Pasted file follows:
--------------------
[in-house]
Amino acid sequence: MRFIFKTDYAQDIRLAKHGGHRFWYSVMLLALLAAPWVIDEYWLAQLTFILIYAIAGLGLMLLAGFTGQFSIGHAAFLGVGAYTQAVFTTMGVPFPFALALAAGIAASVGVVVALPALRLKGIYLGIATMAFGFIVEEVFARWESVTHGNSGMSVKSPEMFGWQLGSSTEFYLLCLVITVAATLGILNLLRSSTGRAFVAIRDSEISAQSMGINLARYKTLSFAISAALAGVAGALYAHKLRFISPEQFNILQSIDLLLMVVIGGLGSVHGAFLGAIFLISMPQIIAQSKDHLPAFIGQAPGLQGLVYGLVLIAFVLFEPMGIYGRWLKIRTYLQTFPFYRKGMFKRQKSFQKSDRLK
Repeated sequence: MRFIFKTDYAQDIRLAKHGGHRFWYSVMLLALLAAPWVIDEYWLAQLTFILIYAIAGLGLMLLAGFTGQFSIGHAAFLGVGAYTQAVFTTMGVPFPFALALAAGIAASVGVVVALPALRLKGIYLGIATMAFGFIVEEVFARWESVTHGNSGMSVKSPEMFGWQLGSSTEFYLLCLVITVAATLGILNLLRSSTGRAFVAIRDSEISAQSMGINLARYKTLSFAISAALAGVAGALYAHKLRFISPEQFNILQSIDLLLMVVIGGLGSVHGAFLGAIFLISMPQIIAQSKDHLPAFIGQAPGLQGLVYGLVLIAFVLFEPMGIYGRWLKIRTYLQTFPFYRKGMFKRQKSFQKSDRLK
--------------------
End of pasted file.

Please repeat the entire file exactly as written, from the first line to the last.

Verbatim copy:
[in-house]
Amino acid sequence: MRFIFKTDYAQDIRLAKHGGHRFWYSVMLLALLAAPWVIDEYWLAQLTFILIYAIAGLGLMLLAGFTGQFSIGHAAFLGVGAYTQAVFTTMGVPFPFALALAAGIAASVGVVVALPALRLKGIYLGIATMAFGFIVEEVFARWESVTHGNSGMSVKSPEMFGWQLGSSTEFYLLCLVITVAATLGILNLLRSSTGRAFVAIRDSEISAQSMGINLARYKTLSFAISAALAGVAGALYAHKLRFISPEQFNILQSIDLLLMVVIGGLGSVHGAFLGAIFLISMPQIIAQSKDHLPAFIGQAPGLQGLVYGLVLIAFVLFEPMGIYGRWLKIRTYLQTFPFYRKGMFKRQKSFQKSDRLK
Repeated sequence: MRFIFKTDYAQDIRLAKHGGHRFWYSVMLLALLAAPWVIDEYWLAQLTFILIYAIAGLGLMLLAGFTGQFSIGHAAFLGVGAYTQAVFTTMGVPFPFALALAAGIAASVGVVVALPALRLKGIYLGIATMAFGFIVEEVFARWESVTHGNSGMSVKSPEMFGWQLGSSTEFYLLCLVITVAATLGILNLLRSSTGRAFVAIRDSEISAQSMGINLARYKTLSFAISAALAGVAGALYAHKLRFISPEQFNILQSIDLLLMVVIGGLGSVHGAFLGAIFLISMPQIIAQSKDHLPAFIGQAPGLQGLVYGLVLIAFVLFEPMGIYGRWLKIRTYLQTFPFYRKGMFKRQKSFQKSDRLK